Although all of the Latin American jurisdictions had notable regulatory and market developments in 2008, Mexico stands out as particularly significant given the size of the market involved.
Steady Growth and Development
Mexico remains the second-largest insurance market in Latin America, with approximately 25% of the region's gross premiums. As of the end of the first quarter of 2008, the Mexican insurance market was made up of 95 companies, with 47 of those companies majority-capitalized from abroad. 52 of the companies include life insurance operations, while 61 companies maintain non-life operations. Life insurance premiums rose 16.4% over the previous year, while liability insurance premiums grew by 5.2 (11.6% when excluding auto insurance).
Perhaps the most notable aspect of the Mexican insurance market in 2008 was the absence, outside of one particular high profile claims dispute, of any particularly significant developments in the market, which was instead characterized by steady growth and development. That being said, the Comision Nacional de Seguros y Fianzas ("CNSF") did issue several circulars of interest to foreign-based insurers and reinsurers, including updated regulations governing minimum ratings for registration as a foreign reinsurer and adjusting the reporting requirements of reinsurers operating in the market.
First, on April 3, 2008, CNSF announced new requirements for periodic reporting by reinsurers of financial information. Under the regulation, reinsurers are required to file a separate annual business plan for each line of reinsurance offered, and are further required to file reports three times a year regarding their operations (again, with a separate report for each line of business). The business plan must include a strategic plan and statistical information concerning risks and amounts assumed and premiums received, while the reports must include certain information regarding reinsurance contracts realized during the relevant period. The stated purpose of these new requirements is to permit the CNSF to better monitor and ensure the financial stability of the reinsurance industry.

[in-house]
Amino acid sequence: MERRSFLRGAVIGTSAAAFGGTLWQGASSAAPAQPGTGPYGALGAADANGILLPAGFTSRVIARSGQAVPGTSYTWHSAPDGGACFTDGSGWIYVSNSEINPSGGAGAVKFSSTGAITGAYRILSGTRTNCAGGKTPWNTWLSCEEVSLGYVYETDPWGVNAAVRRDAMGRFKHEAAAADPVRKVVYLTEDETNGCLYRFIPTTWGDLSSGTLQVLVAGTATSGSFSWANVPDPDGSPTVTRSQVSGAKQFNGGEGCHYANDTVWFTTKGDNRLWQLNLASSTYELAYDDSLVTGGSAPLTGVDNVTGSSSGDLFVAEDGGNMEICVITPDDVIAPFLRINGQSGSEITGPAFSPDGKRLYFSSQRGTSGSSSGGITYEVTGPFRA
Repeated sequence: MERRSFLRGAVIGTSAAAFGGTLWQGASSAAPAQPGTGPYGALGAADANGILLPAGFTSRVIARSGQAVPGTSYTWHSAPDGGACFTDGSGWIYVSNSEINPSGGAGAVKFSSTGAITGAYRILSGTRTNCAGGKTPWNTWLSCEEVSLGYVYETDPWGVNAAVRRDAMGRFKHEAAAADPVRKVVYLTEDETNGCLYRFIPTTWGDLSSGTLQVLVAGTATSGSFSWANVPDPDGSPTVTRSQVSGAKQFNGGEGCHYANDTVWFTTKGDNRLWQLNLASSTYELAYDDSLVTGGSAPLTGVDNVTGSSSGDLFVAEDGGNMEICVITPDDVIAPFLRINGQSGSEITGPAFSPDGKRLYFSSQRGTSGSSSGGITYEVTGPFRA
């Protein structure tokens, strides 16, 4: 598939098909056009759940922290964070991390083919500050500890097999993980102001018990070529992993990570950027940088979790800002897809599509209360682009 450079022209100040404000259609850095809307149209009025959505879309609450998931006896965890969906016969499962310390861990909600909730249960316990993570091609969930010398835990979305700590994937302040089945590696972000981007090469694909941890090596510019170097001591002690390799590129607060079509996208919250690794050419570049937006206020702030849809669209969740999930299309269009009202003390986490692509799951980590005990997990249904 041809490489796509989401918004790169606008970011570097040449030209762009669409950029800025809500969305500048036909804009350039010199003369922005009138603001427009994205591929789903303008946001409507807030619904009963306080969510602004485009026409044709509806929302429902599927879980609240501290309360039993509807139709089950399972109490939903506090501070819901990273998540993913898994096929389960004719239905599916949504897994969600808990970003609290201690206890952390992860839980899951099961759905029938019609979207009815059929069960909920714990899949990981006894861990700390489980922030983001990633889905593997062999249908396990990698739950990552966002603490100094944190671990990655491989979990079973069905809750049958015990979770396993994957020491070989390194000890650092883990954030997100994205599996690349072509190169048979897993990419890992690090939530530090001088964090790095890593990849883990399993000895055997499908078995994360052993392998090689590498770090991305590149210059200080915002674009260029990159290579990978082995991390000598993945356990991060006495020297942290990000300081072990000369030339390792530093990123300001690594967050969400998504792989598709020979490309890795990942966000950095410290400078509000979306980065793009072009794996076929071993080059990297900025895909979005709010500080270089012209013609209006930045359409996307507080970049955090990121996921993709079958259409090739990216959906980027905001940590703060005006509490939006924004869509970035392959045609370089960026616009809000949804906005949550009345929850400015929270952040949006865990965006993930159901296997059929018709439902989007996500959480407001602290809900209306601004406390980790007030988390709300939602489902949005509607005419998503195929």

Second, on July 14, 2008, CNSF issued new minimum rating requirements for foreign reinsurers seeking registration to operate in Mexico. The new minimum ratings are B+ (A.M. Best); BBB- (Fitch); Baa3 (Moody's); and BBB- (Standard & Poor's). Not surprisingly, if the applying reinsurer cannot meet the minimum ratings requirements, it will not be registered on the General Registry of Foreign Reinsurers and will not be permitted to conduct reinsurance business in the country.
Finally, as to the unfortunate claims dispute issue, it serves as a reminder that, while the Mexican insurance market may appear modernized and stable, it is not without its risks and local flavor. On April 25, 2008, Norberto Luis Ferrara Perini, the head of AIG's Mexican subsidiary, and Nestor Diaz Barriga, an outside counsel for the company, were arrested based upon a criminal fraud complaint filed by TV Azteca arising from a commercial policy coverage dispute. Although TV Azteca subsequently withdrew the criminal complaint, it did so only after the gentlemen had spent a number of days in prison and the insurer had agreed to settle the coverage dispute. Prior to the arrest, the insurer had maintained that the insured's coverage claim was without merit.
Conclusion: Cautious Optimism
Trends in the Latin American economies generally and insurance markets specifically indicate that insurance and reinsurance companies with a dedicated strategy and experienced advisors can take advantage of tremendous opportunities in the region. On the other hand, however, the undertaking of activities in the region without a coherent plan or full understanding of the local regulations and markets can lead to unprofitable operations and significant potential enforcement issues with local regulators.
Given the sorts of local idiosyncrasies that exist in many of the Latin American markets, and the frequent fundamental changes such as those seen in the past year in regulatory requirements, failure to understand and closely monitor market and regulatory developments can impact both a company's profitability and its continuing right to conduct business in the region's jurisdictions. It is therefore imperative that insurance and reinsurance companies operating or considering expansion into the region obtain the assistance of experienced and knowledgeable advisors.
If you would be interested in learning more about these issues and/or insurance and reinsurance developments in other Latin American countries in 2008, we would like to invite you to our free webinar on January 21, 2009 entitled "(Re)emerging Mercados: Significant Recent Developments in the Latin American Insurance and Reinsurance Markets." To view an invitation and register for this event, please click here: http://www.insurereinsure.com/BlogHome.aspx?entry=1279.
The content of this article is intended to provide a general guide to the subject matter. Specialist advice should be sought about your specific circumstances.